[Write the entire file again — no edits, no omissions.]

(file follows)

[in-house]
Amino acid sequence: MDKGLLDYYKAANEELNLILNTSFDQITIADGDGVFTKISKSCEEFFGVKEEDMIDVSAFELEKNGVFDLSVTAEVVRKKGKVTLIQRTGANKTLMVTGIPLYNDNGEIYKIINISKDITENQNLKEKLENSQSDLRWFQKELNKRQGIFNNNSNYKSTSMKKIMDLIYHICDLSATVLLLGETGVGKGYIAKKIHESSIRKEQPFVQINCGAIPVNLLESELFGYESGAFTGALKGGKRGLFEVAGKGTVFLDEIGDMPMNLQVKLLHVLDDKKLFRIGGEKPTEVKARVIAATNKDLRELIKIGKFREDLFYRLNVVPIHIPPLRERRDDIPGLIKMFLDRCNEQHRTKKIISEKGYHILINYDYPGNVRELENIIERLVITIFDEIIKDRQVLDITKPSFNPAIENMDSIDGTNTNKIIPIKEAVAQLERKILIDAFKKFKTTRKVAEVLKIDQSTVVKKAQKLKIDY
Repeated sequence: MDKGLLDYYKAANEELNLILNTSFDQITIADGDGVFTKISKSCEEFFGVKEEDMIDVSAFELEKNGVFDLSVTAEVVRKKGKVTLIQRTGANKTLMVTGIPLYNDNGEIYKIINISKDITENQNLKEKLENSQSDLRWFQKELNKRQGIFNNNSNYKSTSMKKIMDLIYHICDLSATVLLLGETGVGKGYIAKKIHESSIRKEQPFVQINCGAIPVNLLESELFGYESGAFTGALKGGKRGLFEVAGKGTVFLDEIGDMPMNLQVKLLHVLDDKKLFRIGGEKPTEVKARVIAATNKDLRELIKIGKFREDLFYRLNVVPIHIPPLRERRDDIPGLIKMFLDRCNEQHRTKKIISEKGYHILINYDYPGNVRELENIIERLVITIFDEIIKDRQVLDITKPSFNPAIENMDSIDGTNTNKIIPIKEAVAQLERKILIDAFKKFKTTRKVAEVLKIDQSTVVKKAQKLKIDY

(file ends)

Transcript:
[in-house]
Amino acid sequence: MDKGLLDYYKAANEELNLILNTSFDQITIADGDGVFTKISKSCEEFFGVKEEDMIDVSAFELEKNGVFDLSVTAEVVRKKGKVTLIQRTGANKTLMVTGIPLYNDNGEIYKIINISKDITENQNLKEKLENSQSDLRWFQKELNKRQGIFNNNSNYKSTSMKKIMDLIYHICDLSATVLLLGETGVGKGYIAKKIHESSIRKEQPFVQINCGAIPVNLLESELFGYESGAFTGALKGGKRGLFEVAGKGTVFLDEIGDMPMNLQVKLLHVLDDKKLFRIGGEKPTEVKARVIAATNKDLRELIKIGKFREDLFYRLNVVPIHIPPLRERRDDIPGLIKMFLDRCNEQHRTKKIISEKGYHILINYDYPGNVRELENIIERLVITIFDEIIKDRQVLDITKPSFNPAIENMDSIDGTNTNKIIPIKEAVAQLERKILIDAFKKFKTTRKVAEVLKIDQSTVVKKAQKLKIDY
Repeated sequence: MDKGLLDYYKAANEELNLILNTSFDQITIADGDGVFTKISKSCEEFFGVKEEDMIDVSAFELEKNGVFDLSVTAEVVRKKGKVTLIQRTGANKTLMVTGIPLYNDNGEIYKIINISKDITENQNLKEKLENSQSDLRWFQKELNKRQGIFNNNSNYKSTSMKKIMDLIYHICDLSATVLLLGETGVGKGYIAKKIHESSIRKEQPFVQINCGAIPVNLLESELFGYESGAFTGALKGGKRGLFEVAGKGTVFLDEIGDMPMNLQVKLLHVLDDKKLFRIGGEKPTEVKARVIAATNKDLRELIKIGKFREDLFYRLNVVPIHIPPLRERRDDIPGLIKMFLDRCNEQHRTKKIISEKGYHILINYDYPGNVRELENIIERLVITIFDEIIKDRQVLDITKPSFNPAIENMDSIDGTNTNKIIPIKEAVAQLERKILIDAFKKFKTTRKVAEVLKIDQSTVVKKAQKLKIDY